The Supreme Court, in Dobbs v. Jackson Women’s Health Organization, held that Roe v. Wade must be overruled because “the Constitution makes no reference to abortion, and no such right is implicitly protected by any constitutional provision,” including the Fourteenth Amendment.
Justice Harry Blackmun, who wrote the Court’s opinion in Roe v. Wade nearly 50 years ago, had been desperate to find some constitutional justification for overturning a Texas law that recognized the right to life from conception. While the Roe Court held that women have a
constitutional “right” to abortion under the Fourteenth Amendment, it rejected the idea that children in the womb have a right to life under the same Amendment.
In Roe, Justice Blackmun and his colleagues made an unsupported and unconstitutional determination that the freedom to have an abortion, which they fabricated in Roe, trumps the right to life, which is expressly protected in the Constitution.
Justice Samuel Alito, writing for the Court in Dobbs, discussed at length whether abortion is a protected liberty under the Fourteenth Amendment, but was silent on whether unborn children are considered persons who have a right to life under the same Amendment. Justice Kavanaugh, who thankfully joined the majority in overturning Roe, insists that the Constitution is “neither pro-life nor pro-choice.” Kavanaugh argues that while state interests in protecting fetal life are “extraordinarily weighty,” the extent to which children in the womb are protected under the law should be left entirely to the democratic process.
The Fourteenth Amendment provides that no state shall “deprive any person of life, liberty, or property without due process of law: nor deny to any person within its jurisdiction the equal protection of the laws.”
So why are unborn children not protected under the Fourteenth Amendment?
According to constitutional scholars John Finnis and Robert George, they should be. In their amicus brief1 in Dobbs v. Jackson Women’s Health Organization, Finnis and George conclude that Roe should be overturned and Mississippi’s 15-week abortion ban must be upheld “because the unborn are ‘person[s]’ guaranteed equal protection and due process by the Fourteenth Amendment.”
To support their argument, Finnis and George cite numerous laws and treatises that recognized unborn children as persons at the time the Fourteenth Amendment was drafted: “Authoritative treatises — including those deployed specifically to support the Civil Rights Act of 1866, which the Fourteenth Amendment aimed to codify—prominently acknowledged the unborn as persons.”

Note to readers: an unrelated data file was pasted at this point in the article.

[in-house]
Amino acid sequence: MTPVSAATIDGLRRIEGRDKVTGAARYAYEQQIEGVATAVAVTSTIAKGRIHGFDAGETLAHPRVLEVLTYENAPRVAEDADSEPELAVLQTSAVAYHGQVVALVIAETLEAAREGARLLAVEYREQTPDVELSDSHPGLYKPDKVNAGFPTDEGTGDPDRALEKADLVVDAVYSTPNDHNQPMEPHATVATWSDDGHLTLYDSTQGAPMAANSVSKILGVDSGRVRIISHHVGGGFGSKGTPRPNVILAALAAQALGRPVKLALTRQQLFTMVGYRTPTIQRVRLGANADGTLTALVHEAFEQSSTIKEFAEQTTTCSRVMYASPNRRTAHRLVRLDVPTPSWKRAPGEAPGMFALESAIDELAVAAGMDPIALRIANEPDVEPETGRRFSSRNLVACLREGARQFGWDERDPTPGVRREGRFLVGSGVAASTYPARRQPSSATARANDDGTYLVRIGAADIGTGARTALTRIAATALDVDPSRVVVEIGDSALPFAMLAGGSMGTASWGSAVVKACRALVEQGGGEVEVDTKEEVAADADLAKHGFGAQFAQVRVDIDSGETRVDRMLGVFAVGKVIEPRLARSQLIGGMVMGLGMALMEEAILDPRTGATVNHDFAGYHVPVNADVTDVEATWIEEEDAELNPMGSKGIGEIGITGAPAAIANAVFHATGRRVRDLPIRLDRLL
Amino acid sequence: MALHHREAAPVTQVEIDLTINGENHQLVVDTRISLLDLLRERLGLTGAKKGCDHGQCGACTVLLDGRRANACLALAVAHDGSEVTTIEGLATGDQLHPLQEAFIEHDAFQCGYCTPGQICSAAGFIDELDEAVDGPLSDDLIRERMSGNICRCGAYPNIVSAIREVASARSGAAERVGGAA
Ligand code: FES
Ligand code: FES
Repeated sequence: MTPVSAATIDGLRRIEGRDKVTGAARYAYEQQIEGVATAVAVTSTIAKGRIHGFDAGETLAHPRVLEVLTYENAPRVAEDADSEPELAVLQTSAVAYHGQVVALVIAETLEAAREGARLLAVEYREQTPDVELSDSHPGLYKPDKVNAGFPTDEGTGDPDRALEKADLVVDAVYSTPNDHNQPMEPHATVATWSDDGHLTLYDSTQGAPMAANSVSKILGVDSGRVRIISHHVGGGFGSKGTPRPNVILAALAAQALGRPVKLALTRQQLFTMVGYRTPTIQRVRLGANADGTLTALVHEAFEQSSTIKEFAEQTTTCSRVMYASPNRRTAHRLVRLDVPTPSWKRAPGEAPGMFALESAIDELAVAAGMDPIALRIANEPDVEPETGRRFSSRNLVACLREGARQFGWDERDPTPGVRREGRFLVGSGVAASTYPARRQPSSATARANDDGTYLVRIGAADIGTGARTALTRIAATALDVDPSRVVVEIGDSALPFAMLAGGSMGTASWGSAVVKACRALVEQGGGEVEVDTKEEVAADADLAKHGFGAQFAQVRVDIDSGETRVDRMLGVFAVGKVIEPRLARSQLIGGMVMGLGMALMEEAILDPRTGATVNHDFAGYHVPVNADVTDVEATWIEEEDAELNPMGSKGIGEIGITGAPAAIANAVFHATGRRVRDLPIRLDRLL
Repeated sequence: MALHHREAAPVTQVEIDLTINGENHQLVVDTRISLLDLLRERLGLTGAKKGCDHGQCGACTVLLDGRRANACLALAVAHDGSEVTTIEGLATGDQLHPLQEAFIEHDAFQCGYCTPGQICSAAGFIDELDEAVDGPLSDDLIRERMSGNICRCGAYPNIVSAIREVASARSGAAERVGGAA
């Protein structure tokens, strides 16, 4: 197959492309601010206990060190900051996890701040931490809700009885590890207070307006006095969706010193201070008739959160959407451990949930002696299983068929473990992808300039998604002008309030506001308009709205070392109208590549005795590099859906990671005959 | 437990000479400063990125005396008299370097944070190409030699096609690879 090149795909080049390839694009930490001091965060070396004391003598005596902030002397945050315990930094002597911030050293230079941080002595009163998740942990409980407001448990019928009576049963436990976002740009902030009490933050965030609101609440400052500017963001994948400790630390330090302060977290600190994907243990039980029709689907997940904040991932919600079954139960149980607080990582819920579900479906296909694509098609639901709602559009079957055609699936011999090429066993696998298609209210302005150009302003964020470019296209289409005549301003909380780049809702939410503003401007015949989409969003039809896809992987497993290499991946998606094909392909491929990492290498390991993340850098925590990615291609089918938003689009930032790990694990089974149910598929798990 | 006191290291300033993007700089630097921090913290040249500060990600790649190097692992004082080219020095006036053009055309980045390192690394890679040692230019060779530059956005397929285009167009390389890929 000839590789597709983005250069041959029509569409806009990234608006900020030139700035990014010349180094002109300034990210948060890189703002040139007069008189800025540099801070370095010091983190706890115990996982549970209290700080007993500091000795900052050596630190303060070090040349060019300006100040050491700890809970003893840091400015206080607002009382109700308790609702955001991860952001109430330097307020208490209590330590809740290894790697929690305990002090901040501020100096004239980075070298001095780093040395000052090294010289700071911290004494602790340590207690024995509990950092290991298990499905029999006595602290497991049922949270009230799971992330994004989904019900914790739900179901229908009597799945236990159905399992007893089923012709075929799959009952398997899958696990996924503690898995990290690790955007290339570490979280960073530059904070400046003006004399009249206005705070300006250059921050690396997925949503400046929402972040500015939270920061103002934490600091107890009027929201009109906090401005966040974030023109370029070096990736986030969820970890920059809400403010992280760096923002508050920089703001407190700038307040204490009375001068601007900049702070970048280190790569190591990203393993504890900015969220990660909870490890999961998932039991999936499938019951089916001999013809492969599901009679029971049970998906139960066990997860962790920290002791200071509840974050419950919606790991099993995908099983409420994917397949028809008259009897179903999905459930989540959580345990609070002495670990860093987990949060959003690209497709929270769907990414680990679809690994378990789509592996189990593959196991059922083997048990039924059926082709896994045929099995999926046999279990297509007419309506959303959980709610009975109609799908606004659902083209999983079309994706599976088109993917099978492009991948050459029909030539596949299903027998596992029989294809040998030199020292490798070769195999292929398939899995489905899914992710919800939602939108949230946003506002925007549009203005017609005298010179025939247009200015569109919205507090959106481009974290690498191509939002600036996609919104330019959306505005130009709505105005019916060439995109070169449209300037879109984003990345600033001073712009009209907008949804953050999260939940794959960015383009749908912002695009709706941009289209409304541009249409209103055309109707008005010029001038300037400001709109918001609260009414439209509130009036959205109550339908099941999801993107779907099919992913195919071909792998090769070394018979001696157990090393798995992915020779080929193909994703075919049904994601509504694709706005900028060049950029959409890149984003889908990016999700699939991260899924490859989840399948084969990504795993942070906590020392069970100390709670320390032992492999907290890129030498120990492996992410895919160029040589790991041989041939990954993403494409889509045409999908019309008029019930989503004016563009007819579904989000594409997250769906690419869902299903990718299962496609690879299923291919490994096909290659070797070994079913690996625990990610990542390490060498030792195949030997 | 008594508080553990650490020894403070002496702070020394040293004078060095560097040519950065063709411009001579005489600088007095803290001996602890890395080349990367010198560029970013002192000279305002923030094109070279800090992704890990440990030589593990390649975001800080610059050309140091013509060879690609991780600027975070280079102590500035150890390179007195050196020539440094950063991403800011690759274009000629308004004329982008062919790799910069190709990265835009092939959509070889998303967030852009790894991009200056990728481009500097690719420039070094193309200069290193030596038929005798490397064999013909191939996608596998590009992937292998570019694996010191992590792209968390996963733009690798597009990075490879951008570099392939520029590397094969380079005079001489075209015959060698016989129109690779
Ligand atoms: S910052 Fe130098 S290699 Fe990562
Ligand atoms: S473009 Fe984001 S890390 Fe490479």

Finnis and George’s equal protection approach would result in the equal application of existing state laws regarding feticide to all unborn children, without exceptions for elective abortions. Because the mother’s life also is protected under the Fourteenth Amendment, states could be required to allow “urgent or life-saving medical interventions even when these would unavoidably result in fetal death,” such as removing an ectopic pregnancy.
Other scholars, including the late Supreme Court Justice Antonin Scalia and law professor Jonathan Adler, disagree with Finnis and George. They argue that abortion should be left to the states to regulate or restrict—or not. Adler holds that “most questions of life and death, and the extent to which actions that harm or kill others should be criminalized, are left to the states.” He cites as an example the Uniform Determination of Death Act (UDDA), which is model legislation many states have adopted to determine brain death. Leaving aside the inconsistencies in the application of the UDDA, which has resulted in people being declared “dead” who are still walking and talking among us, the function of the UDDA is to distinguish between the living and the dead.
Rights inhere in living human persons. They do not accrue to the dead. There is no third category of living human beings who are not persons.
Adler’s argument fails because states may not arbitrarily create categories of living people and afford or deny fundamental rights based on those fictional categories. This is the exact purpose of the Fourteenth Amendment.
Unborn children belong to the category of the living. Until Roe, children in the womb were widely considered persons with protections under the law. Abortion jurisprudence has never turned on the question of whether the child in the womb is alive or dead. Rather, courts, both state and federal, have capriciously determined that some living people should have the benefit of legal protection, while others should not.
This is neither constitutionally nor logically defensible.
If unborn children are alive—and they are—they must be treated like other living persons under the law, to the extent practically possible. Equality under the law includes, first and foremost, protection from being deliberately killed. There are no separate categories of human beings based on gestational age or geographical location. It is incoherent that a living human being would be worthy of protection in one state and treated as nothing more than medical waste in another.
This is why the Fourteenth Amendment was necessary and why its application to unborn children in the womb is fitting and proper.
1. https://lifelegaldefensefoundation. org/wp-content/uploads/2022/06/ Finnis-George-Amicus-Brief-Dobbs.pdf